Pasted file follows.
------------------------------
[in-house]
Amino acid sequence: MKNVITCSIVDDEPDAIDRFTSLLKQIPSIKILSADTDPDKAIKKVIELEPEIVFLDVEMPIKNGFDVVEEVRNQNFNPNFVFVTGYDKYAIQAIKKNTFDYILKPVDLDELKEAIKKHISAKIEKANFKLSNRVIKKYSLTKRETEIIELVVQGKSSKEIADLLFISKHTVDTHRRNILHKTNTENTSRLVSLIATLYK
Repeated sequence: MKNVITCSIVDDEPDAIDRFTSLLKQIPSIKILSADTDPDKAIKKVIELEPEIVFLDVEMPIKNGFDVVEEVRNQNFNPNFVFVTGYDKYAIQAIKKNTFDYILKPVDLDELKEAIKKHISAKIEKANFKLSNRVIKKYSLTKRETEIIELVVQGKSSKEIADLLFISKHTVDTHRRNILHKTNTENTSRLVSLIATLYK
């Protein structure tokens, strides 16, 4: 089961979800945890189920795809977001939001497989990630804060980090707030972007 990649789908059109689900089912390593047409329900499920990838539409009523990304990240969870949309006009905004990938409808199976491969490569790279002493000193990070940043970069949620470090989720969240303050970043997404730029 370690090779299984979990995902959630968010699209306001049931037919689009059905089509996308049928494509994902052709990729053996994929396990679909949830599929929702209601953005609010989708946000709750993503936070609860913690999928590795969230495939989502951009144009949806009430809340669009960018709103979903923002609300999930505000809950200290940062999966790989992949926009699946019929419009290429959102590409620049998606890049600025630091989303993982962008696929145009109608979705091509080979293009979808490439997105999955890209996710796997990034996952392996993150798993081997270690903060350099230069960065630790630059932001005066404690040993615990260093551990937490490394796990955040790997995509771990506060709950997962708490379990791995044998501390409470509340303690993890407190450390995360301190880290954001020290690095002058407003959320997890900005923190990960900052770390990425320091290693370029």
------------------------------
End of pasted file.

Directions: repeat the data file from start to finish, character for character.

[in-house]
Amino acid sequence: MKNVITCSIVDDEPDAIDRFTSLLKQIPSIKILSADTDPDKAIKKVIELEPEIVFLDVEMPIKNGFDVVEEVRNQNFNPNFVFVTGYDKYAIQAIKKNTFDYILKPVDLDELKEAIKKHISAKIEKANFKLSNRVIKKYSLTKRETEIIELVVQGKSSKEIADLLFISKHTVDTHRRNILHKTNTENTSRLVSLIATLYK
Repeated sequence: MKNVITCSIVDDEPDAIDRFTSLLKQIPSIKILSADTDPDKAIKKVIELEPEIVFLDVEMPIKNGFDVVEEVRNQNFNPNFVFVTGYDKYAIQAIKKNTFDYILKPVDLDELKEAIKKHISAKIEKANFKLSNRVIKKYSLTKRETEIIELVVQGKSSKEIADLLFISKHTVDTHRRNILHKTNTENTSRLVSLIATLYK
């Protein structure tokens, strides 16, 4: 089961979800945890189920795809977001939001497989990630804060980090707030972007 990649789908059109689900089912390593047409329900499920990838539409009523990304990240969870949309006009905004990938409808199976491969490569790279002493000193990070940043970069949620470090989720969240303050970043997404730029 370690090779299984979990995902959630968010699209306001049931037919689009059905089509996308049928494509994902052709990729053996994929396990679909949830599929929702209601953005609010989708946000709750993503936070609860913690999928590795969230495939989502951009144009949806009430809340669009960018709103979903923002609300999930505000809950200290940062999966790989992949926009699946019929419009290429959102590409620049998606890049600025630091989303993982962008696929145009109608979705091509080979293009979808490439997105999955890209996710796997990034996952392996993150798993081997270690903060350099230069960065630790630059932001005066404690040993615990260093551990937490490394796990955040790997995509771990506060709950997962708490379990791995044998501390409470509340303690993890407190450390995360301190880290954001020290690095002058407003959320997890900005923190990960900052770390990425320091290693370029």